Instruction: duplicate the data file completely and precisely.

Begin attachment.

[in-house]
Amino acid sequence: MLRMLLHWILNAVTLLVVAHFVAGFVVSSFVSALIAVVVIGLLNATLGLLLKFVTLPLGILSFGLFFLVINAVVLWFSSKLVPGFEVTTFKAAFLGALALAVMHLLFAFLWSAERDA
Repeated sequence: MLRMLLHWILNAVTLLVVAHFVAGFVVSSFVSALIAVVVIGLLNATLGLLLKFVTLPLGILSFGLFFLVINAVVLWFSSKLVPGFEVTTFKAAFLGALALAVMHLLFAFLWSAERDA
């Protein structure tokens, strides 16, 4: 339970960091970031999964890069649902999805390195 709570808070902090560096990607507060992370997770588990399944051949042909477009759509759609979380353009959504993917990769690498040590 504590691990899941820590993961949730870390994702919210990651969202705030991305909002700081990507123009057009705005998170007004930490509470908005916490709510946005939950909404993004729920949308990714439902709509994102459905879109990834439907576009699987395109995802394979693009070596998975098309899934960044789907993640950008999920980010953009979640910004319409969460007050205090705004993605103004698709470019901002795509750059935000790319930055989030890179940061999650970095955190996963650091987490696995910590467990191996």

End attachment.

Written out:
[in-house]
Amino acid sequence: MLRMLLHWILNAVTLLVVAHFVAGFVVSSFVSALIAVVVIGLLNATLGLLLKFVTLPLGILSFGLFFLVINAVVLWFSSKLVPGFEVTTFKAAFLGALALAVMHLLFAFLWSAERDA
Repeated sequence: MLRMLLHWILNAVTLLVVAHFVAGFVVSSFVSALIAVVVIGLLNATLGLLLKFVTLPLGILSFGLFFLVINAVVLWFSSKLVPGFEVTTFKAAFLGALALAVMHLLFAFLWSAERDA
């Protein structure tokens, strides 16, 4: 339970960091970031999964890069649902999805390195 709570808070902090560096990607507060992370997770588990399944051949042909477009759509759609979380353009959504993917990769690498040590 504590691990899941820590993961949730870390994702919210990651969202705030991305909002700081990507123009057009705005998170007004930490509470908005916490709510946005939950909404993004729920949308990714439902709509994102459905879109990834439907576009699987395109995802394979693009070596998975098309899934960044789907993640950008999920980010953009979640910004319409969460007050205090705004993605103004698709470019901002795509750059935000790319930055989030890179940061999650970095955190996963650091987490696995910590467990191996």